A possible reservation concerns Atelier, the part-II show at the Académie de France, presented as a foray into the artist’s studio, the creative process and the methods behind the works made since his years as the director of the Institution (1961-1977). By the time one reaches the Villa Medici, the exhibition at the Scuderie will have already illuminated Balthus’s versatile attitude towards matters of style and craft, thanks to the presence of works spanning his entire production, variations (for example, the whole suite of The Week with four Thursdays, 1944-49) and modes (as in the section “The Perspective Box”), and to the impeccable wall texts. Looking at the visual journey, an elegant but less incisive display of his Orientalist pictures, his late drawings and Polaroids, and spectrally unfinished canvases, Atelier would be better framed as a souvenir, an intimate tribute to the artist’s final decades and to his permanence in Rome – the curious excursus into the artist’s direct involvement in the restoration of the XVI century edifice, for example. Once this is taken account of, viewers can continue to explore Balthus’s achievements outside his studio – a place he was famously secretive about –, where they can be appreciated for their contribution to art.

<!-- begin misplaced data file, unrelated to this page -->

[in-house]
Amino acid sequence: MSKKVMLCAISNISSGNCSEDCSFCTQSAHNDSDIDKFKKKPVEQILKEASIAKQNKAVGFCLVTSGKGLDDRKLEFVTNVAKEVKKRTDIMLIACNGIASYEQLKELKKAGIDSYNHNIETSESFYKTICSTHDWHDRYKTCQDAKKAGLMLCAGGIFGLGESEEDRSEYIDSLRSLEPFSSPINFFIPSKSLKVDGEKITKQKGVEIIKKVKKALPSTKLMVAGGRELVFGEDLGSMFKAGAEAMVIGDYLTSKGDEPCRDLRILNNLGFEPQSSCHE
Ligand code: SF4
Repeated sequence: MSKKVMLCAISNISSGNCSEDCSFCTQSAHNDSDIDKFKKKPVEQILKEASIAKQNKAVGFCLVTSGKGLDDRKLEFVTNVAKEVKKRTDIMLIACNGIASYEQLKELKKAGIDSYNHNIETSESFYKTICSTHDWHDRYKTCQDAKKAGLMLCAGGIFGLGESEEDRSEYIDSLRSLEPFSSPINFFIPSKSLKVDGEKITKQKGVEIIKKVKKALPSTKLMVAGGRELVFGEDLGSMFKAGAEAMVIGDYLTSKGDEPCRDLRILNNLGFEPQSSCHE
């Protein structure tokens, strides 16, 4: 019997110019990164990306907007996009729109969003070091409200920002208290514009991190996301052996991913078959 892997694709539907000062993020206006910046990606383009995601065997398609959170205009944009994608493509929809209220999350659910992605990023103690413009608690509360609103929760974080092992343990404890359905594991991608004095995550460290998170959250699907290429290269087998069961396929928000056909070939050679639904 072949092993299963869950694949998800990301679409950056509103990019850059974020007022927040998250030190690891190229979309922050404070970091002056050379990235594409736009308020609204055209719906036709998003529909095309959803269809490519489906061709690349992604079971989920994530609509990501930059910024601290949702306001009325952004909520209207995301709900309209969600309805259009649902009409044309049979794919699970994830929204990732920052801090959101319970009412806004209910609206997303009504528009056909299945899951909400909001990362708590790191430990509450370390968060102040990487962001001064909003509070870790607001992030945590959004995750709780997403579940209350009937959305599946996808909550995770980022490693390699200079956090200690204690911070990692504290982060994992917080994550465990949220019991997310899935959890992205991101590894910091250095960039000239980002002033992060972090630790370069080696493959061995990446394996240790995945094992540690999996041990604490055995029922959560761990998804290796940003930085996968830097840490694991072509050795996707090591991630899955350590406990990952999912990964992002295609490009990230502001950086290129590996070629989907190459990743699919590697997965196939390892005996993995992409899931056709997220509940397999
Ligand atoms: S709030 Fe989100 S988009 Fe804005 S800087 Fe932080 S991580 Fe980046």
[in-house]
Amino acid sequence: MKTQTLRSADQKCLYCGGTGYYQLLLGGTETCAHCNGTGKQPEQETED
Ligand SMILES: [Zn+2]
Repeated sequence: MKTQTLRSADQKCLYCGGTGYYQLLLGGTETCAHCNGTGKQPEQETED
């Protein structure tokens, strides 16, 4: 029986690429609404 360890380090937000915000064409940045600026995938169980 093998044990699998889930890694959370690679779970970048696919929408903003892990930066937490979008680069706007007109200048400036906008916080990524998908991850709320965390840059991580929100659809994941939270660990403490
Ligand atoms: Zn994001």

Courtesy Scuderie del Quirinale, Académie de France, Villa Medici, Rome
Photo © Mondadori Portfolio/ AKG Images
Installation Photo © Claudio Raimondo